Catherine Muui at Kenyatta University and colleagues collected the germplasm of sorghum landraces in four major sorghum growing regions of the eastern province of Kenya. Information was collected on farmer preferred traits, seed sources and variety type and recorded for each of the forty four different landraces obtained. Results show that the landraces carry unique traits associated with environmental adaptation, biotic stress resistance, grain yield and quality, food preparation and post-harvest processing. The authors believe this yet untapped diversity could be useful in crop improvement programmes. They fear however that the decline in use of the landraces may erode the genetic base of sorghum and prevent the use of distinctive traits in the future. The study underscores the importance of farmer-led ex situ conservation of plant genetic resources.,_2013    (African Journal of Agricultural Research, 19/09/2013)


Boost for seed research: developing a new seed bank management system

Peter Cyr, a genebank manager, and his team was asked by the Global Crop Diversity Trust, devoted to protect the world's plant genetic resources, to develop a new seed bank management system – GRIN-Global – that could provide for developing countries needing a zero-cost system as well as mature, better-supported gene banks. According to Cyr, ‘sharing information will be much easier as we will all be running the same system and it provides some wonderful capacity building for Third World countries’. Nearly every gene bank used a different data cataloguing system, making it difficult for plant breeders to search for potential genetic material. The GRIN-Global system is being introduced at seed storage banks around the world to begin consolidating data management.   (Weekly Times Now, 04/11/2013)



AGRICAB is an EU funded project that builds on GEONETcast, a near real time, global network of satellite-based data dissemination systems designed to distribute space-based, air-borne and in situ data, metadata and products to diverse communities. The project addresses three main topics: (i) sustained digital data access; (ii) enhancing earth observations through predictive modelling; (iii) expose, discover, experience activities to allow a large community to learn and implement. Dedicated use cases in various African countries designed to address policy issues related to livestock, crop systems and forest management will be used to train stakeholders atf the Observatoire du Sahara et du Sahel (OSS, Tunisia), the Regional Centre for Mapping Resources for Development (RCMRD, Kenya) and the AGRHYMET in Niger.   (AGRICAB, 2013)


Mapping the life cycle of crops

With the help of GIS and spatial analysis, Zhe Guo and colleagues from HarvestChoice and IFPRI (International Food Policy Research Institute) designed a methodology to harmonise and geo-reference crop phenology data, resulting in the first generation of Crop Calendar products at the pixel scale (1 km2) for sub-Saharan Africa. Crop Calendars can be developed in one or two ways: through coarser, more traditional methods that rely on household surveys, country census data, and ground verifications; or via modern methods using remotely-sensed, time-series data. Both methods have their advantages and limitations, depending on the nature of the region and the quality of the information needed. A next step in this study is to evaluate Crop Calendar products derived from both ways and design a strategy to geo-reference and harmonise the two data. By combining phenology products derived from remote sensing and geo-referenced tabulation data, the quality of Crop Calendar products could substantially improve and better inform stakeholders from suppliers and growers to marketers and traders.   (HarvestChoice, 27/09/2013)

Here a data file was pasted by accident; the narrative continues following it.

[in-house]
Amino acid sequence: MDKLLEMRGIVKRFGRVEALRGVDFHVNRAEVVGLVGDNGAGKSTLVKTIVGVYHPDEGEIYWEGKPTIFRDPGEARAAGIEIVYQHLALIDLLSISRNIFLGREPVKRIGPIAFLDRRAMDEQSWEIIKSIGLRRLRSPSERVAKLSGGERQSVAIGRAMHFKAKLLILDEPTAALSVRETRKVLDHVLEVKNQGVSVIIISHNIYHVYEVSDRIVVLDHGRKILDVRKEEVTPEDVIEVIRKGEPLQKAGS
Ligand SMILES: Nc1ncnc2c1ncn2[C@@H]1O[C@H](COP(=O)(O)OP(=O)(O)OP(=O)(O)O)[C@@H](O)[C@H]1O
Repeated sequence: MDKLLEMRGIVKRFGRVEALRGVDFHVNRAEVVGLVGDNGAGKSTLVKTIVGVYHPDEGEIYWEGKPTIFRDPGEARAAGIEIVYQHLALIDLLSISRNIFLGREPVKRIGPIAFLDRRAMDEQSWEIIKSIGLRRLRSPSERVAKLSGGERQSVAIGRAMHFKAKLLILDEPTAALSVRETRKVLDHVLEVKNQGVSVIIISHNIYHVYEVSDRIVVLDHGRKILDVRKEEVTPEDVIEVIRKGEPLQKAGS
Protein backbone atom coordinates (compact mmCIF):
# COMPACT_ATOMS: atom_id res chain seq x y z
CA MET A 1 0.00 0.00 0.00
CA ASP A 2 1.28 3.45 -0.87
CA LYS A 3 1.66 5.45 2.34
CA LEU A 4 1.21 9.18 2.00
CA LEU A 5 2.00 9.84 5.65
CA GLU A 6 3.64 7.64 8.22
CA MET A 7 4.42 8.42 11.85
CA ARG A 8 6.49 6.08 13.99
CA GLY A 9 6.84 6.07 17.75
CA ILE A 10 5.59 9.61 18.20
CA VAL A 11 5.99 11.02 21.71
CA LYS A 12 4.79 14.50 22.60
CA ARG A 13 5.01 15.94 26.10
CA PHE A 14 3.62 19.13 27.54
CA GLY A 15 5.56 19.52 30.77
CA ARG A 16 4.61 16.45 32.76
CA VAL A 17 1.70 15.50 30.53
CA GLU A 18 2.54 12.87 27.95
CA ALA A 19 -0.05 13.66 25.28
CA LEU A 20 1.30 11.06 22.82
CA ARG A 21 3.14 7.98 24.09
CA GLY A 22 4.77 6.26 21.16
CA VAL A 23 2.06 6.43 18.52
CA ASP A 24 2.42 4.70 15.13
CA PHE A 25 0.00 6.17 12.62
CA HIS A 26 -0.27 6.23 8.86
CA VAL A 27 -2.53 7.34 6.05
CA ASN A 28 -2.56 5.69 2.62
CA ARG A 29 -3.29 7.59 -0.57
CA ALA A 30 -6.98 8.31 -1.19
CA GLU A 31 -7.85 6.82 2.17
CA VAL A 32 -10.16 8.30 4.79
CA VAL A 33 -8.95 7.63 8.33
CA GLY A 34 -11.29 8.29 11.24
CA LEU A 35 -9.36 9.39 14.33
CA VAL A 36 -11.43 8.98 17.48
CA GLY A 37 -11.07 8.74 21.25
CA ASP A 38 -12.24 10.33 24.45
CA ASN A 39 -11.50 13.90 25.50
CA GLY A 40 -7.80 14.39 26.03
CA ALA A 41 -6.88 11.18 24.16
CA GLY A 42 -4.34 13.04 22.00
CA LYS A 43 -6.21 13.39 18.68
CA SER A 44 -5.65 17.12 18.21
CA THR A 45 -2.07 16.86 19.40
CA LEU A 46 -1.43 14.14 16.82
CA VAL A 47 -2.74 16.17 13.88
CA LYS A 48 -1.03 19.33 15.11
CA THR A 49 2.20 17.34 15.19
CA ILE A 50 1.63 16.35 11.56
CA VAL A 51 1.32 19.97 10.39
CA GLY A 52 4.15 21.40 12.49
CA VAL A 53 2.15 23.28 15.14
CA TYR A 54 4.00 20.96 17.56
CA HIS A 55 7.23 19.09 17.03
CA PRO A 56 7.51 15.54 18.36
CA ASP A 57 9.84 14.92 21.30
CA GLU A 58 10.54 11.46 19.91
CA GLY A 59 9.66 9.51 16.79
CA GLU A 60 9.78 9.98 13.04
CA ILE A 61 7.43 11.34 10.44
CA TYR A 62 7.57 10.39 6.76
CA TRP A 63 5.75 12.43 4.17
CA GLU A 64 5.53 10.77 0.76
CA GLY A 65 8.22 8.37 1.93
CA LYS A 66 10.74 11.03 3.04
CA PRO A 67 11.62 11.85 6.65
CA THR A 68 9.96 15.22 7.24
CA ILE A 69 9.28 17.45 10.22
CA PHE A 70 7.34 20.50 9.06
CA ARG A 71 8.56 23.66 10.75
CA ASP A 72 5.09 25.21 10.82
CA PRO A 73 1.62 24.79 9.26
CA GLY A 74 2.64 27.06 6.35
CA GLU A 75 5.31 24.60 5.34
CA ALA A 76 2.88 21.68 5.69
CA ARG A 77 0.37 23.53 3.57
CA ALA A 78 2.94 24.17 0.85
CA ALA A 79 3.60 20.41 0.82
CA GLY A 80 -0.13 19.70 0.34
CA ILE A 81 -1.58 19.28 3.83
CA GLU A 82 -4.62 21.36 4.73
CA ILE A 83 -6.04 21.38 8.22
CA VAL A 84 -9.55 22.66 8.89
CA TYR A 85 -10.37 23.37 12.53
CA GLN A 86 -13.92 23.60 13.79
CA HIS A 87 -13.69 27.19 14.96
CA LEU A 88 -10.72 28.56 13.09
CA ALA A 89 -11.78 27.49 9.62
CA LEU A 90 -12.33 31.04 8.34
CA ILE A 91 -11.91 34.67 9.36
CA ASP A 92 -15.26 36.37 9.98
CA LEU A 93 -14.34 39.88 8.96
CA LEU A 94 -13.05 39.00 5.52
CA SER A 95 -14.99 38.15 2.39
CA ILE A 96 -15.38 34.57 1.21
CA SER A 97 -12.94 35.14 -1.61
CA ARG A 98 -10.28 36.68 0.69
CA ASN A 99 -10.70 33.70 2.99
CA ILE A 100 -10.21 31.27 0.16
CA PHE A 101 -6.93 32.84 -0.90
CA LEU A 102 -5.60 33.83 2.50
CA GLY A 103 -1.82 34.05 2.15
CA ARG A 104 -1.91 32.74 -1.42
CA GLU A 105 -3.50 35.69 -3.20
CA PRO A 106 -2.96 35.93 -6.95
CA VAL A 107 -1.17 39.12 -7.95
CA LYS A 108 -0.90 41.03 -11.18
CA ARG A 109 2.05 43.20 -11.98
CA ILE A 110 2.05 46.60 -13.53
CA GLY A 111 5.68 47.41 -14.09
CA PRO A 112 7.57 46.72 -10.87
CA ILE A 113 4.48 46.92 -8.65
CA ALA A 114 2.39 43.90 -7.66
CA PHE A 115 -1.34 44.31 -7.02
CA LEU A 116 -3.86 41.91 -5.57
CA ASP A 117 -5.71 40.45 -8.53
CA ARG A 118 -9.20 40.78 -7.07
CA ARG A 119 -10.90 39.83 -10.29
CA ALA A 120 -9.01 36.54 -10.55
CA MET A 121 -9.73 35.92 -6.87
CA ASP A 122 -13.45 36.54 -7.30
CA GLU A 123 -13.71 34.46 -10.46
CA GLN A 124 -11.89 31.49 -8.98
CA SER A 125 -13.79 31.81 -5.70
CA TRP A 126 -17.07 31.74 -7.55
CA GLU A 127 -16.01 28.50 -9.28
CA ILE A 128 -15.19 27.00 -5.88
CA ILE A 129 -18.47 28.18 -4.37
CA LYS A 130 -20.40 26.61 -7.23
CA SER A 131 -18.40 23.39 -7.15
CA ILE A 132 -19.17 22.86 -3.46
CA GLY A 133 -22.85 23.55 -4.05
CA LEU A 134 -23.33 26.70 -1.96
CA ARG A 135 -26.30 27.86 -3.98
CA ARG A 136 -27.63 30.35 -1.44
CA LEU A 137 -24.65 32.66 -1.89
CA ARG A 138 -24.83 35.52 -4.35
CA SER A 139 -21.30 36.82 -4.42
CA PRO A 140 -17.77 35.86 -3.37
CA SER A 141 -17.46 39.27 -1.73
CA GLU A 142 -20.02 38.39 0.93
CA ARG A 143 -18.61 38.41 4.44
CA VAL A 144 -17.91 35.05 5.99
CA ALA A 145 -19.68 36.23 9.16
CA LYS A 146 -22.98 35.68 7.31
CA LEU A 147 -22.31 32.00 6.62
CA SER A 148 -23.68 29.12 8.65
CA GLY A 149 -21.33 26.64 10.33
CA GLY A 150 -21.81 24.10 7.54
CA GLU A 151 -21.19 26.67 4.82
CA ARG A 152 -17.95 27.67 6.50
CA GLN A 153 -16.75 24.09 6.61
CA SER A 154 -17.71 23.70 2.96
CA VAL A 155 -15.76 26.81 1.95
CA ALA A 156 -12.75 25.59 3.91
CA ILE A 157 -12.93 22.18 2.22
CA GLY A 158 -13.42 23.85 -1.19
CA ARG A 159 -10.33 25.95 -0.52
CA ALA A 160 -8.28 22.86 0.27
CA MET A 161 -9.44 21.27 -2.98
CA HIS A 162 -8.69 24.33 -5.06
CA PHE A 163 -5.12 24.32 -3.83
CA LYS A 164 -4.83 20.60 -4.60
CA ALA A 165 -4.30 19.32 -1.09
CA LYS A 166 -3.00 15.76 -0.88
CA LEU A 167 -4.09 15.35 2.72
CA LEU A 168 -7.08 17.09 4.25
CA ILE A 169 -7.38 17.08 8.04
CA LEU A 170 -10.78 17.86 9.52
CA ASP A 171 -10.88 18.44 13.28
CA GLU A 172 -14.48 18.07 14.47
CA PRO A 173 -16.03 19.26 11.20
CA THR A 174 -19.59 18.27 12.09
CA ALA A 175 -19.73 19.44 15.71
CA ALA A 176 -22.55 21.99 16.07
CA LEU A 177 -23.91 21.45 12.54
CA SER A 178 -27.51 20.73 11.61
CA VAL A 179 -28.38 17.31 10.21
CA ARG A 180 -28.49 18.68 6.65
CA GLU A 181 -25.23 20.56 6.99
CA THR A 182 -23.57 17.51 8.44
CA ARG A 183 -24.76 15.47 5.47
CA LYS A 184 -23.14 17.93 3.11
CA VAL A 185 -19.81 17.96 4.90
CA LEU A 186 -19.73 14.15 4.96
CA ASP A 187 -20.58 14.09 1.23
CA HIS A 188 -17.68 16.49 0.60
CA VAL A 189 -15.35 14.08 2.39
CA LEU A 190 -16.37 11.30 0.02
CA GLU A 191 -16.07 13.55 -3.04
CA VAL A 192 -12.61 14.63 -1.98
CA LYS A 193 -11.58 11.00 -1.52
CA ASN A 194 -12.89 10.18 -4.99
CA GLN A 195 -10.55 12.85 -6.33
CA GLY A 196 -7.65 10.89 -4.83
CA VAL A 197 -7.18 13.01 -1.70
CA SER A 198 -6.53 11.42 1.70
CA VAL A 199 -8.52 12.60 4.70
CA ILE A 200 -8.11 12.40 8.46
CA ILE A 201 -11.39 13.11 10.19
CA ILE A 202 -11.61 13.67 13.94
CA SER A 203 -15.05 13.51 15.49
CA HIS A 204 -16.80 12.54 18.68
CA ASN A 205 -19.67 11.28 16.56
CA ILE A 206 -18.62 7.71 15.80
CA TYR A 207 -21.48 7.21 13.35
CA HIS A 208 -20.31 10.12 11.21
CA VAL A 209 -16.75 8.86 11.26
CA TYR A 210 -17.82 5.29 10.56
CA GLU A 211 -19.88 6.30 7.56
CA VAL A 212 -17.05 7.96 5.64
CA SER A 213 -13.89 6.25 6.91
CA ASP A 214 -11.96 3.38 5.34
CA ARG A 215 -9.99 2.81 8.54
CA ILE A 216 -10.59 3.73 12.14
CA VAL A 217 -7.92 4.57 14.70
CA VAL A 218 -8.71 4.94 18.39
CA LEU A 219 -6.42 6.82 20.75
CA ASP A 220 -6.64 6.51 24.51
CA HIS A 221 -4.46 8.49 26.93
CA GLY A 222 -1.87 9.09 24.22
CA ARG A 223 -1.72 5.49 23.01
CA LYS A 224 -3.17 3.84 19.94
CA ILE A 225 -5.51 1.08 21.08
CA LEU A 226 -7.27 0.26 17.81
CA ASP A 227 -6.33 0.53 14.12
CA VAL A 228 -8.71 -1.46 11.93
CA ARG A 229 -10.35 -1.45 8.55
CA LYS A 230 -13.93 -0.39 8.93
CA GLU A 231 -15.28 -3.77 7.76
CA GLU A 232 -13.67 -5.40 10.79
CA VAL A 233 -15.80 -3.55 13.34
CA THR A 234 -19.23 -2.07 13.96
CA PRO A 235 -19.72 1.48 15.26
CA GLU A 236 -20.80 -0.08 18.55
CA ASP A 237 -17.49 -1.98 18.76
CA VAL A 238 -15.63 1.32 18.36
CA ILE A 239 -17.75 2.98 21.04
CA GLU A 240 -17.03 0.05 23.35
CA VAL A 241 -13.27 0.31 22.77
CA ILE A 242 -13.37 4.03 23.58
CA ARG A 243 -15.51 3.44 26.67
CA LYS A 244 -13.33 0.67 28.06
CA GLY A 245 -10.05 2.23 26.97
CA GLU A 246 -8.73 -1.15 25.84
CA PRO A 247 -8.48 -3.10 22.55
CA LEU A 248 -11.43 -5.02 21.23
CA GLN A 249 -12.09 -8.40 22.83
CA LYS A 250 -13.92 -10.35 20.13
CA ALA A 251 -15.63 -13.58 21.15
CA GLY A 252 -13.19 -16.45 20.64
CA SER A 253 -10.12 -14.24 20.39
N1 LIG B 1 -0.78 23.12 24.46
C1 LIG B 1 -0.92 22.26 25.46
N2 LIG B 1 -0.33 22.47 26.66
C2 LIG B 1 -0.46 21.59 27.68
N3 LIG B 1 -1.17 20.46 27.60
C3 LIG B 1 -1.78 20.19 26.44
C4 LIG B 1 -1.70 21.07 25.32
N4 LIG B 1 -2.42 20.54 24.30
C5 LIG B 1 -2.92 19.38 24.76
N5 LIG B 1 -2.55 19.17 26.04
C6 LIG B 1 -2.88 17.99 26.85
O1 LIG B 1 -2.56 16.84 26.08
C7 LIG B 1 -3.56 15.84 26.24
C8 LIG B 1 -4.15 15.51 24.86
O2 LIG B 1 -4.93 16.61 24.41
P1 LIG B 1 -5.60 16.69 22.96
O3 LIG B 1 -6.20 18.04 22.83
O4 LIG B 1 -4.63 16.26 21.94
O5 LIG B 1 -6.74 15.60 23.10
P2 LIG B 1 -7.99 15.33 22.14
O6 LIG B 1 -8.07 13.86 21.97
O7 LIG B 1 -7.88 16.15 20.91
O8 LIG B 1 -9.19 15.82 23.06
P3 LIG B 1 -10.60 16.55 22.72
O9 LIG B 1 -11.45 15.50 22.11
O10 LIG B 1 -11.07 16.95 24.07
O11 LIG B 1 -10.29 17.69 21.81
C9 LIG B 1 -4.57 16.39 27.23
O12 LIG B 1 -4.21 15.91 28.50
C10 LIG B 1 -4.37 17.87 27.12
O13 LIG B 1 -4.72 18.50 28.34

Seasonal monitoring of soil erosion at regional scale

The Institute for Environment and Sustainability recently published a peer-reviewed article illustrating the application of the G2 model, a new model for understanding seasonal soil erosion dynamics. The G2 model allows for the regular mapping of soil loss estimations by land-use type on local and regional scales, and provides alternatives for the estimation of all erosion factors. It is based on moderate data input requirements; public users can download the data layers.  G2 was used in to produce seasonal erosion figures crucial for the identification of erosion hotspots and of risky land uses in the Mediterranean island of Crete.  (EC JRC’s Institute for Environment and Sustainability, 20/11/2013)


Practicality of biochar additions to enhance soil and crop productivity

David Filiberto at Cornell University and John Gaunt  of Carbon Consulting,  Ithaca, USA explain why the need for further clarity on optimising biochar (charcoal) application to various crop yields is necessary if it is to gain widespread acceptance as a soil amendment. Biochar may be added to soils with the intention to improve the soil, displace an amount of conventional fossil fuel based fertilisers, and sequester carbon. However, the economics of biochar use as a soil conditioning amendment are challenging. The authors suggest that further research is needed to determine the optimal biochar application rate. They believe that strategies focused on high value crops that require high levels of fertiliser application may prove more fruitful in sustaining the economic viability of the technique.    (Agriculture, 17/10/2013)


On-the-spot soil testing with newly-developed, affordable field kit